First thing was to run the pipe down the offside of the chassis. We fitted rubber grommets into the ready made holes in the outrigger and piercing holes through them as we ran the pipe through. We then carefully measured the postions for the P-clips to hold the pipe, 7.5 inches apart. We then drilled the holes and used galvanised self tapping screws to secure them. P-clips are provided in the kit to suit the 3/16” pipe. We actually found there wasn’t quite enough in the pack, so we had run around town looking for a place that sold them in this size. In the end Halfords had some.

    Connecting the rear calipers

    Then we had to connect the pipe to the rear calipers, running the pipe carefully into place. This took a little time and was a bit of a fiddle, connecting and then disconnecting again to get the bends in the pipe just right. We bent the pipe carefully using our hands, ensuring that the pipes didn’t get kinked, but once we had the rough shape we used a vice to get the bends really neat and tidy. We also used a flaring tool to flare the end of the pipe that fit inside the brake pipe unions.

    Connecting up the front calipers

    Next was to run the front brake lines in. We started by fitting the front 4 way adaptor. This is held on by the small threaded bar that comes welded to the chassis. There is one on both sides of the chassis depending on it being a RHD or LHD car. The offside one is used for RHD cars. We secured it in place with a M6 nut. We then put the flexi hoses in, connecting the front calipers to the 4 way adaptor via a short piece of brake pipe (flaring both ends). The offside was quite easy to connect BUT running the brake pipe around to the nearside proved to be a bit more difficult as the engine was in the way. So we jacked the chassis up onto axel stands to gain access to the front cross member from underneath. In hindsight, this would have been easier to do before the engine was installed, but nevertheless we got there eventually. We actually used the same holes to mount the clutch pipe brackets at the same time making the final job very neat and tidy.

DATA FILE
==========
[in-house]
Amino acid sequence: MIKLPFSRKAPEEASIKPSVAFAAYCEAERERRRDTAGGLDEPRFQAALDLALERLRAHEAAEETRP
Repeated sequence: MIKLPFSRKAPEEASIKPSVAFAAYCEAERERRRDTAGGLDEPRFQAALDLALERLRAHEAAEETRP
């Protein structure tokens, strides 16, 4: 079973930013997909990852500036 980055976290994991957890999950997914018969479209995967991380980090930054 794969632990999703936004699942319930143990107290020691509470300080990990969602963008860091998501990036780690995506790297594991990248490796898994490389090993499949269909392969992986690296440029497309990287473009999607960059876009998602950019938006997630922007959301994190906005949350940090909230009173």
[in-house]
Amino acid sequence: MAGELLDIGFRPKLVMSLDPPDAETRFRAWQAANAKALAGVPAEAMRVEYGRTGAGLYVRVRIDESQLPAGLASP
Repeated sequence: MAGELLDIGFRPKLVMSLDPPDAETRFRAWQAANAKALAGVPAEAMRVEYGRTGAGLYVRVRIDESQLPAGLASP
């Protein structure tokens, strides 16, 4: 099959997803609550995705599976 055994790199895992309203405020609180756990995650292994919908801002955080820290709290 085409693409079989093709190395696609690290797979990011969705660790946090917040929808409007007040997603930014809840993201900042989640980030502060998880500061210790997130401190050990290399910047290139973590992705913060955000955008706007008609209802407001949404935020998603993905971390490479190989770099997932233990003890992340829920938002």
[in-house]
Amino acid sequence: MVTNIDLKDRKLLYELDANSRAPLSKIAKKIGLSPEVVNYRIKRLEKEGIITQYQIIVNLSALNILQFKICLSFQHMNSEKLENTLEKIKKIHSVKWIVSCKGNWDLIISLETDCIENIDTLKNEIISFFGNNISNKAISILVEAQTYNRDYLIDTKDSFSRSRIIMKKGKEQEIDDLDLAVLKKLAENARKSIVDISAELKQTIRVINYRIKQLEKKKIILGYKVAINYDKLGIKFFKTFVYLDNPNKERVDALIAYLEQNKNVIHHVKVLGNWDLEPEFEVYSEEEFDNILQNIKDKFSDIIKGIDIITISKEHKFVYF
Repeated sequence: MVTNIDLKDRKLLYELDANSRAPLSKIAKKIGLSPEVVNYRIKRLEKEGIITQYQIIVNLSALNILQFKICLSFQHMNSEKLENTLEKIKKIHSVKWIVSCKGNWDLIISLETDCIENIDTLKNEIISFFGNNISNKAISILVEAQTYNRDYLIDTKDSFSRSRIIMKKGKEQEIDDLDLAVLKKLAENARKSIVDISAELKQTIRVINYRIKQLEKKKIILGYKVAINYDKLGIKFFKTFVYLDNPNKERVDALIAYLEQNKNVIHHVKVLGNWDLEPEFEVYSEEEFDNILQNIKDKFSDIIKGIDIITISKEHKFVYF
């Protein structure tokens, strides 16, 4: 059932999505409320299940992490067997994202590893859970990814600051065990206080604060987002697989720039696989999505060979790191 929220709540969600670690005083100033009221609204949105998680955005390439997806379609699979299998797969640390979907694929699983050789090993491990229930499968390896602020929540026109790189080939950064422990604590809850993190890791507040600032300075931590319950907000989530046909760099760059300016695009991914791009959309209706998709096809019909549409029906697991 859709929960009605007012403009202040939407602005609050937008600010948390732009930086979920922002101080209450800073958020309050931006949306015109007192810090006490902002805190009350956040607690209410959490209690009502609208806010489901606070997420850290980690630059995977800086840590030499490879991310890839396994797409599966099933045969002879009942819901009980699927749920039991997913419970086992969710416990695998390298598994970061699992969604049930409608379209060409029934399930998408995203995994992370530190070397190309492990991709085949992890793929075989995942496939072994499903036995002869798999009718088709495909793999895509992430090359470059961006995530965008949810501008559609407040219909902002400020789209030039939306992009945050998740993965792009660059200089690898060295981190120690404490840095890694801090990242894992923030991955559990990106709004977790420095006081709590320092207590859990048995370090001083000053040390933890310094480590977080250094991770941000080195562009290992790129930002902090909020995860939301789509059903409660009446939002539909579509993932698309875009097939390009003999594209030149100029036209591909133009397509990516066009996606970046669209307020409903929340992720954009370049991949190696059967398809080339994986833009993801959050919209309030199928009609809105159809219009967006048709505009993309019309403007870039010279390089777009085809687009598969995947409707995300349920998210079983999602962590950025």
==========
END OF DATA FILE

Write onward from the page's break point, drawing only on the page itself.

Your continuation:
We won’t be able to connect the whole system up yet until the body is back on and the master cylinders pedal box are installed but we have done most of the work now.
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  • 26th March 2011 – Rolling Chassis – Fitting the wheels

    We bought the tyres and got them fitted to the wheels a few weeks ago. Pirelli P4000. Finally getting them on the chassis, makes us feel like we are finally getting somewhere with the build.

    wheelsTires

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  • 26th March 2011 – Back Axle installed – Basic Rolling Chassis

    We finally got the 2 arms of the back axle together – newly coated and painted, new barings and bolts etc. We are still waiting for the brake calipers to return from the zinc platers and some new bottom bolts but we thought this shouldn’t hold us back getting to a rolling chassis as, for now, we could use the bottom bolts from the old axle and replace with brand new once they arrive. We had already installed the specially made mounting to the diff a few weeks ago, so all we had to do is  simply jack the axle up into position and , using the ready made holes in the chassis,  bolt it into position. Simple.